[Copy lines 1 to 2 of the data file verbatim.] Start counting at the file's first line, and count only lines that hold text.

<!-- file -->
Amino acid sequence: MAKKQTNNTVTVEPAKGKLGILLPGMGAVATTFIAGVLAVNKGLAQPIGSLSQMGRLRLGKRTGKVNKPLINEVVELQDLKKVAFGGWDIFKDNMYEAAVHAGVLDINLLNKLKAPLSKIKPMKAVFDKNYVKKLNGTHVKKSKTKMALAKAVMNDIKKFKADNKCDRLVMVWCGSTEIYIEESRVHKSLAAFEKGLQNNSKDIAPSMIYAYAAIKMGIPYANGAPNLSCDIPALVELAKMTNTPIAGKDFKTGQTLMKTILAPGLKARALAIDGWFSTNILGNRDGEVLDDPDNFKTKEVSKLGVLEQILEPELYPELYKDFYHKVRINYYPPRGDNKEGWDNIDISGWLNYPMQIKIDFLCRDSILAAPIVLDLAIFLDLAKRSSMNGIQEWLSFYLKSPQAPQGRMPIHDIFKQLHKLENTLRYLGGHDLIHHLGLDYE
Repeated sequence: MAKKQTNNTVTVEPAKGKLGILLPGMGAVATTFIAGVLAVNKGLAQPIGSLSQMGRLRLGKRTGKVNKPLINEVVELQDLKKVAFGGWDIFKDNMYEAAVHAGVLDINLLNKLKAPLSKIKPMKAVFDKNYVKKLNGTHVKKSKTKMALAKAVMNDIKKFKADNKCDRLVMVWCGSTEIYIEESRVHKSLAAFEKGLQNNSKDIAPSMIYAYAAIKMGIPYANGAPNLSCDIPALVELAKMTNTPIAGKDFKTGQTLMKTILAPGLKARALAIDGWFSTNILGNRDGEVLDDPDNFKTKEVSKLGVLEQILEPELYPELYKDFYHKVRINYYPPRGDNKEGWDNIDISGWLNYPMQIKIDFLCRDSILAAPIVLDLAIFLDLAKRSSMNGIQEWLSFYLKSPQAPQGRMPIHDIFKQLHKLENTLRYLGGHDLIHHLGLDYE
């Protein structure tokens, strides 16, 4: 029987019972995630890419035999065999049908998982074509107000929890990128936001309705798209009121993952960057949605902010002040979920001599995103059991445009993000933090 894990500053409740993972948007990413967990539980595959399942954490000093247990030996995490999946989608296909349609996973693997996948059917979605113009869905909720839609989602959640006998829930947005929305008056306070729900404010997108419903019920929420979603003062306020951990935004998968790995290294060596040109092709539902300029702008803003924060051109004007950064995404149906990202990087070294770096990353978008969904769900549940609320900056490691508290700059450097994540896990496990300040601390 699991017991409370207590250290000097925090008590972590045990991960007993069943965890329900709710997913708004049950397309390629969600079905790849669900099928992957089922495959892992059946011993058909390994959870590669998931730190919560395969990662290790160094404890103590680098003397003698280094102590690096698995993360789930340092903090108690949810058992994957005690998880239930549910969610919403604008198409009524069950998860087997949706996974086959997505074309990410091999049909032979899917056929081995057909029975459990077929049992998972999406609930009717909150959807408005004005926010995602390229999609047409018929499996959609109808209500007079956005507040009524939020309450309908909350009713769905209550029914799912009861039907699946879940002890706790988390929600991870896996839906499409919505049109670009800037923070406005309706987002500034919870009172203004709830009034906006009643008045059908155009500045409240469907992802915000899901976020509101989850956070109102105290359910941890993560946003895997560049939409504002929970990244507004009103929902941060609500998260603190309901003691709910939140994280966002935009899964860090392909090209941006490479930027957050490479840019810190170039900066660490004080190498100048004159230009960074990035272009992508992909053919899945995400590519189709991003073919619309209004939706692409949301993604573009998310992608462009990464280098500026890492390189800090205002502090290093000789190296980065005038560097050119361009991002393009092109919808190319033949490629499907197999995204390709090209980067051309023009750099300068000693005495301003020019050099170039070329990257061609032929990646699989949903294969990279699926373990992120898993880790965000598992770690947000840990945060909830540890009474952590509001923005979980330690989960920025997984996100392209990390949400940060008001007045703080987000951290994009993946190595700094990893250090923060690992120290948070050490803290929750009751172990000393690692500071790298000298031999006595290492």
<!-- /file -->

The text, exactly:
Amino acid sequence: MAKKQTNNTVTVEPAKGKLGILLPGMGAVATTFIAGVLAVNKGLAQPIGSLSQMGRLRLGKRTGKVNKPLINEVVELQDLKKVAFGGWDIFKDNMYEAAVHAGVLDINLLNKLKAPLSKIKPMKAVFDKNYVKKLNGTHVKKSKTKMALAKAVMNDIKKFKADNKCDRLVMVWCGSTEIYIEESRVHKSLAAFEKGLQNNSKDIAPSMIYAYAAIKMGIPYANGAPNLSCDIPALVELAKMTNTPIAGKDFKTGQTLMKTILAPGLKARALAIDGWFSTNILGNRDGEVLDDPDNFKTKEVSKLGVLEQILEPELYPELYKDFYHKVRINYYPPRGDNKEGWDNIDISGWLNYPMQIKIDFLCRDSILAAPIVLDLAIFLDLAKRSSMNGIQEWLSFYLKSPQAPQGRMPIHDIFKQLHKLENTLRYLGGHDLIHHLGLDYE
Repeated sequence: MAKKQTNNTVTVEPAKGKLGILLPGMGAVATTFIAGVLAVNKGLAQPIGSLSQMGRLRLGKRTGKVNKPLINEVVELQDLKKVAFGGWDIFKDNMYEAAVHAGVLDINLLNKLKAPLSKIKPMKAVFDKNYVKKLNGTHVKKSKTKMALAKAVMNDIKKFKADNKCDRLVMVWCGSTEIYIEESRVHKSLAAFEKGLQNNSKDIAPSMIYAYAAIKMGIPYANGAPNLSCDIPALVELAKMTNTPIAGKDFKTGQTLMKTILAPGLKARALAIDGWFSTNILGNRDGEVLDDPDNFKTKEVSKLGVLEQILEPELYPELYKDFYHKVRINYYPPRGDNKEGWDNIDISGWLNYPMQIKIDFLCRDSILAAPIVLDLAIFLDLAKRSSMNGIQEWLSFYLKSPQAPQGRMPIHDIFKQLHKLENTLRYLGGHDLIHHLGLDYE